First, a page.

Despite the fallout of the financial crisis, private foundations stepped up grant-making activity during the recession, according to a Nov. 8 report published by The Foundation Source.
Among the organizations examined by The Foundation Source as part of its first annual Report on Private Foundations, the total value of grants made increased 4.5 percent from 2008 to 2011.
During that period, disbursements for grants and charitable expenses made by the organizations examined by The Foundation Source report averaged 11.6 percent of their cumulative assets.
The IRS requires that private foundations donate at least 5 percent of their total assets each year.
“During the recession, which everyone agrees is one of the worst economic times we’ve had since the Great Depression, these foundations were giving at two times the required level in terms of the amount of grants required each year,” said The Foundation Source CEO King McGlaughon.
Based in Fairfield, The Foundation Source provides administrative services, online foundation management tools and philanthropic advisory services to more than 1,100 private foundations nationwide.
The results of the group’s first annual Report on Private Foundations were based on actual transactions recorded by The Foundation Source for 519 of its clients. Of those tracked as part of the report, 55 percent have less than $1 million in assets, 39 percent have between $1 million and $10 million in assets and about 6 percent have assets of between $10 million and $50 million.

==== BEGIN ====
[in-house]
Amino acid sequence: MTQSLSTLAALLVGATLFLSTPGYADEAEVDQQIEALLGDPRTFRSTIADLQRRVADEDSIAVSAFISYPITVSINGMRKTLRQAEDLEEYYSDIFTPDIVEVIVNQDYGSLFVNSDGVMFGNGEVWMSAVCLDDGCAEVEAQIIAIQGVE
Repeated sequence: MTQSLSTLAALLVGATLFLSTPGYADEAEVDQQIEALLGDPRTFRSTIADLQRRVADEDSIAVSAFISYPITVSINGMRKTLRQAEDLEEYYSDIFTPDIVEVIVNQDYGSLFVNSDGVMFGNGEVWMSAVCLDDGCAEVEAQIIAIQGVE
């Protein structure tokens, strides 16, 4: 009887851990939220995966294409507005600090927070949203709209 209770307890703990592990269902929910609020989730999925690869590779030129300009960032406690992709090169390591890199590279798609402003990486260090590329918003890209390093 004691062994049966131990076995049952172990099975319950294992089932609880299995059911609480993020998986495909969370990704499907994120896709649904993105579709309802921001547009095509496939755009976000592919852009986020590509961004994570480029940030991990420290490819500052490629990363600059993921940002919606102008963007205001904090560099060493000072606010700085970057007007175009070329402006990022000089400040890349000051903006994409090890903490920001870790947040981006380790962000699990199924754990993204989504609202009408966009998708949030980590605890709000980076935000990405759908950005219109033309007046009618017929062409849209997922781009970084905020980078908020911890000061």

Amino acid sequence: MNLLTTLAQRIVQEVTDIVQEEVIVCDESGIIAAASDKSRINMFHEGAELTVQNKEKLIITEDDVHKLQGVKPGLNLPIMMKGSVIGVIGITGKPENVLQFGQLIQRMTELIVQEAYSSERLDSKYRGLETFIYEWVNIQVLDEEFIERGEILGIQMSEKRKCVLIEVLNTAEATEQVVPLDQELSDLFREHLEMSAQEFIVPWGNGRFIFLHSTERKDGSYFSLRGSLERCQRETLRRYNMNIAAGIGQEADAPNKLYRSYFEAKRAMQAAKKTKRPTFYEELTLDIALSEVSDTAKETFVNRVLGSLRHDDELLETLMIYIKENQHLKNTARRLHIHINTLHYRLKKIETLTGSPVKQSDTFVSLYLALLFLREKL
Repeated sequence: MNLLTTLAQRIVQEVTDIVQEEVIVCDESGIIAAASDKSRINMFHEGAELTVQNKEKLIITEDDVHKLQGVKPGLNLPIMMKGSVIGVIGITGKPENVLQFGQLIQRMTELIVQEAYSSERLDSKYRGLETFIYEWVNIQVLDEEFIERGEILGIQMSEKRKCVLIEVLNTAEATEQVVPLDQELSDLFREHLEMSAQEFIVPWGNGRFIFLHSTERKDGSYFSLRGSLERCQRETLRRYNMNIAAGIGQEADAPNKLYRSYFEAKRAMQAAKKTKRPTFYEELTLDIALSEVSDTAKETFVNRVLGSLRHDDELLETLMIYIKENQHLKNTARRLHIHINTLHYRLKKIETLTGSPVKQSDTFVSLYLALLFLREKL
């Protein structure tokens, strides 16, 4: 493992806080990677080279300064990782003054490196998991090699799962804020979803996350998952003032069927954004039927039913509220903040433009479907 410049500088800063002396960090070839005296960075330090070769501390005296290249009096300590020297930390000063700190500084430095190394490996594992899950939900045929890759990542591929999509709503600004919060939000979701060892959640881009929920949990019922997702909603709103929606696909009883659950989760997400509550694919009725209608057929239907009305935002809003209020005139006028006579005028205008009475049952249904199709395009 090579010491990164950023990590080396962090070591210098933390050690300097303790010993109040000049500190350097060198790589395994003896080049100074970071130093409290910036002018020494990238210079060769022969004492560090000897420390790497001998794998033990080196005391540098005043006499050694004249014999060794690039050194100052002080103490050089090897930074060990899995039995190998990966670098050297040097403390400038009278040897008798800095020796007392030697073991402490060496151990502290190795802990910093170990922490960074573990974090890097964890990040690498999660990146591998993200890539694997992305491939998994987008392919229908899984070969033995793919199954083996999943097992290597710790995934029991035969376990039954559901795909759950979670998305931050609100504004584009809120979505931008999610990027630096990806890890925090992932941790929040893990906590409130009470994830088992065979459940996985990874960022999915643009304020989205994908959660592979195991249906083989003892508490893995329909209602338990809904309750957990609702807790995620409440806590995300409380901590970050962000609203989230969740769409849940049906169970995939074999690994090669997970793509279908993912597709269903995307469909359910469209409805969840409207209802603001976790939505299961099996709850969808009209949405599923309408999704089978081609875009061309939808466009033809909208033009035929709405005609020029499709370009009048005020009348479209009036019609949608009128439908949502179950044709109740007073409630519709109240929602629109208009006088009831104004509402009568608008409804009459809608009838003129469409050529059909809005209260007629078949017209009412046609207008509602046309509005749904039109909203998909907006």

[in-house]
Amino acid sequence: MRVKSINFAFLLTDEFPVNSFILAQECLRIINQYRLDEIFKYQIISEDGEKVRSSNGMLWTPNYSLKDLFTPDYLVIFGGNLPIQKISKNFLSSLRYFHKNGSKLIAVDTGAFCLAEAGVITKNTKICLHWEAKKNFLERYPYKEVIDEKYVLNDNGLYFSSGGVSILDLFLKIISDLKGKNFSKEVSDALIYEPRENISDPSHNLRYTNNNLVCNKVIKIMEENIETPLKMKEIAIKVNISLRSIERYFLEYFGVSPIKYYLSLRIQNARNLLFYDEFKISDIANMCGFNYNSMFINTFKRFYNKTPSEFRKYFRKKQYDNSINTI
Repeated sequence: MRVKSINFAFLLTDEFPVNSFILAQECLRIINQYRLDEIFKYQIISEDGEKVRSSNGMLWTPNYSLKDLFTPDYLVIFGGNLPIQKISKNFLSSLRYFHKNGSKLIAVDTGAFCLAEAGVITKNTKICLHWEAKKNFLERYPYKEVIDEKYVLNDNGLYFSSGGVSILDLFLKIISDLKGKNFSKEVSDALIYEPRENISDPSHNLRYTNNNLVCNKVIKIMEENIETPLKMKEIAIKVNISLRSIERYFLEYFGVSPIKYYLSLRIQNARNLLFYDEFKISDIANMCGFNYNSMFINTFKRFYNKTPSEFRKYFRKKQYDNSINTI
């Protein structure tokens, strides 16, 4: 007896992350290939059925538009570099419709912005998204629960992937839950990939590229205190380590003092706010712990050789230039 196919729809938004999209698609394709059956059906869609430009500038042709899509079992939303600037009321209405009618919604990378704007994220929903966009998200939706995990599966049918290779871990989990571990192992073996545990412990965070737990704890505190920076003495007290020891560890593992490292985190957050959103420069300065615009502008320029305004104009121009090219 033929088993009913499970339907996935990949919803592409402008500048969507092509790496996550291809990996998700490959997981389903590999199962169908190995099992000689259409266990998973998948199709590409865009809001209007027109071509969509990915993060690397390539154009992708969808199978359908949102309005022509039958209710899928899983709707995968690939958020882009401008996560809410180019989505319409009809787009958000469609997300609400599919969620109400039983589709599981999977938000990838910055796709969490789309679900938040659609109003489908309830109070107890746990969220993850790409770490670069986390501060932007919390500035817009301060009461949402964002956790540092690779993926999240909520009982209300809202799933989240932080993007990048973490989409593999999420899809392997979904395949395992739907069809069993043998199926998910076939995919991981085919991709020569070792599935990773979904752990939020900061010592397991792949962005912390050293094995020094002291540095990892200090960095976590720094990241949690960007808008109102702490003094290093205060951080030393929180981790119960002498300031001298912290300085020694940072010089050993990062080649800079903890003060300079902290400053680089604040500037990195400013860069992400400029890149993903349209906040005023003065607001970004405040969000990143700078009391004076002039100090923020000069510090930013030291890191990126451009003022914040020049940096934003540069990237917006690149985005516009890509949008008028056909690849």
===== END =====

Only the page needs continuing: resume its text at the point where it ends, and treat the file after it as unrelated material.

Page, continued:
Despite the economy, private foundations continued to build up assets during the period surveyed, McGlaughon said.
“Since 2001, the amount of money going into foundations has been above $20 billion a year,” he said. “Before 2000, the average going into foundations was around $6 (billion) or $7 billion a year. So there was a huge jump in terms of how much money people were putting into foundations that took place at the end of the 1990s, and that level of funding has remained at that high level ever since.”
From 2008 to 2011, for every dollar granted to a nonprofit or paid as a charitable expense, private foundations recouped 88 cents in newly contributed capital from donors, the report states.
McGlaughon said private foundations serve particularly important roles during crises such as Hurricane Sandy.
“I can tell you that whenever there are these natural events — whether its an earthquake in Haiti or a tsunami in Southeast Asia or a hurricane in the gulf or now on the East Coast — our clients are extremely responsive,” he said. “A lot of these foundations typically make their grants at the end of the year but whenever we go through a situation like this they just immediately start making grants.”
Connecticut is among the states to have a disproportionate amount of private giving per capita, McGlaughon said.
As of December 2011, Connecticut was among the smallest states in the country, along with the likes of Rhode Island and Delaware, to have between 1,000 and 3,000 private foundations, the report states.
“Connecticut is one of the centers of private foundation creation and giving in the country,” he said. “There’s been consistent growth in the number of foundations created in Connecticut over the last 10 years.”
Stamford is a perfect example, McGlaughon said.
“There’s been a significant amount of renewal in Stamford, and a lot of that has been driven by government incentives but I would say also that there’s been a significant public-private partnership around that development and family foundations, these grant making organizations, have played a role in that,” he said.